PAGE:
Eliot Spitzer's resignation as governor of New York state has worked out all right for the world. He went on to write a bunch of good columns for Slate and—after the awkward David Patterson interregnum in New York—the state wound up with another effective governor in Andrew Cuomo. But now that he's trying to mount a political comeback by running for the relatively lowly office of New York city comptroller, it's worth stating the obvious: He never should have resigned in the first place, and the other people in New York State Democratic Party politics who pushed him to resign did the state and the country a disservice.
The most obviously relevant precedent here is Sen. David Vitter of Louisiana who, like Spitzer, was caught out patronizing prostitutes. But he didn't quit, so as the incumbent he held on to the GOP nomination, plus he's a Republican in Louisiana, so the voters re-elected him on the sensible grounds that David Vitter's brand of oil-fueled conservative politics is what the voters of Louisiana want. But Vitter is hardly the only precedent here. We see that Mark Sanford made a political comeback in South Carolina, and we saw Bill Clinton famously survive a sex scandal in a way that showed that if your political opponents really go all-in on scandalmongering, they end up embarrassing themselves. Beyond sex, the current president of the United States is an admitted former cocaine user. His predecessor essentially admitted to cocaine use and was a confessed recovering alcoholic. Both Spitzer and Anthony Weiner seem to me to have fallen prey less to political realities than to the hothouse media environment of New York, a place where a lot of reporters happen to live and where we continue to have a competitive tabloid newspaper market and thus all local occurrences end up being over-covered. But in general determined politicians are able to duck and cover and refocus media attention on politics and ideology where a Democrat running statewide in New York is as golden as a Republican running statewide in Louisiana.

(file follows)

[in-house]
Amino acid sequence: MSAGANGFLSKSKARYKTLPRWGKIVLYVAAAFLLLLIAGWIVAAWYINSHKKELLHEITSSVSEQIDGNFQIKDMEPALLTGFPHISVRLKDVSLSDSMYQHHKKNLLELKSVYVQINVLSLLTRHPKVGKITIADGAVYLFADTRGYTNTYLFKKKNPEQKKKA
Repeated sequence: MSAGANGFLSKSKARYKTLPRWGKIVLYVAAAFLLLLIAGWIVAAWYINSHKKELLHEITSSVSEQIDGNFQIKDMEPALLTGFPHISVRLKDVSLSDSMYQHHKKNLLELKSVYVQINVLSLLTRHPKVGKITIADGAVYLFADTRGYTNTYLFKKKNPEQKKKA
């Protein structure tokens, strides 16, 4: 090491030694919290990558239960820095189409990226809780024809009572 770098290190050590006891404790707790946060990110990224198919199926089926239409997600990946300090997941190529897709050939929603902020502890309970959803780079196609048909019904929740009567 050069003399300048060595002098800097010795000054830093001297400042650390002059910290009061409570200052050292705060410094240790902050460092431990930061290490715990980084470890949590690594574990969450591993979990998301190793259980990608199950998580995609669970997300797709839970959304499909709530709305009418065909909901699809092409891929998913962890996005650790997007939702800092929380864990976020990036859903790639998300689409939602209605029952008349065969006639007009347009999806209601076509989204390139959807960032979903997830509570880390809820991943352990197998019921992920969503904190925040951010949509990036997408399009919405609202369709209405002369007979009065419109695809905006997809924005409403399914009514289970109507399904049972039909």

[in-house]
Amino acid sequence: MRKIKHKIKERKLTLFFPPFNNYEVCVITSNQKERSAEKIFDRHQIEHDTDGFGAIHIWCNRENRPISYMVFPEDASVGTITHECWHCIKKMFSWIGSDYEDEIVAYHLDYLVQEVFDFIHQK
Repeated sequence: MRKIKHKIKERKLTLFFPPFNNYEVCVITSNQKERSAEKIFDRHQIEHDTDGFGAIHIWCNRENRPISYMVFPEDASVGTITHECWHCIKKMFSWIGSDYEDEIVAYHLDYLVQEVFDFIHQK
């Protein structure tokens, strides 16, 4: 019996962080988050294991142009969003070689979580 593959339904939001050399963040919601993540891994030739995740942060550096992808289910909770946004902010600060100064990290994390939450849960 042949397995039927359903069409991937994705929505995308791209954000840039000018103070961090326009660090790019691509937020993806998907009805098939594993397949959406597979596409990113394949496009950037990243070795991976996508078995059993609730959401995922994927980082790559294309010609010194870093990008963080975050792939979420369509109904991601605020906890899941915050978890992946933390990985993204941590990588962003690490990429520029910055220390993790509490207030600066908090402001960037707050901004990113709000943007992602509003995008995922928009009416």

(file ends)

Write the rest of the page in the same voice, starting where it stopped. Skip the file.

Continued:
Now that he's mounting a comeback, I suspect Spitzer's real problem will be not prostitution scandals but the fact that his opponent in the primary, Scott Stringer, is himself a very able politician. He's one of the few New York City officials to have focused in on the city's obscene infrastructure construction costs as a key problem holding back improved mass transit service. In fact, in Spitzer vs. Stringer you now have two quite solid candidates for a position that, unfortunately, is somewhat underpowered.
But on a larger stage, Spitzer represented something quite important—a New York Democrat who was known for cracking down on Wall Street. Wall Street presents a dilemma for New York liberals, since it's a cash cow that directly and indirectly provides the city with tons of tax revenue as well as secondary employment (fancy restaurants) and philanthropic patronage of the city's cultural offerings. Politicians tend to back hometown industries, so it's not exactly shocking to see Chuck Schumer and Kristen Gillibrand lobbying the Treasury Department to dilute some bank-unfriendly CFTC directives. But Spitzer made himself famous by antagonizing elements of the financial services industry, and offered an appealing counterpoint to the bank-friendly outlook that unites the state's other prominent politicians.
At any rate, I grew up in New York but haven't lived there for a while so I can't really know the merits of Spitzer vs. Stringer for comptroller other than having positive things to say about both of them. But in terms of the national policy agenda, one of Spitzer's more intriguing columns was this one about mobilizing the clout of pension funds and small stock holdings to reform Wall Street. That's relevant because New York City's comptroller is, among other things, managing trustee of its public employee pension funds. Spitzer is obviously a guy with bigger ambitions that city finances (he was governor of the whole state after all) and he's shown a talent for exploiting the powers of office, so if he gets the job I suspect he'd do something interesting with it.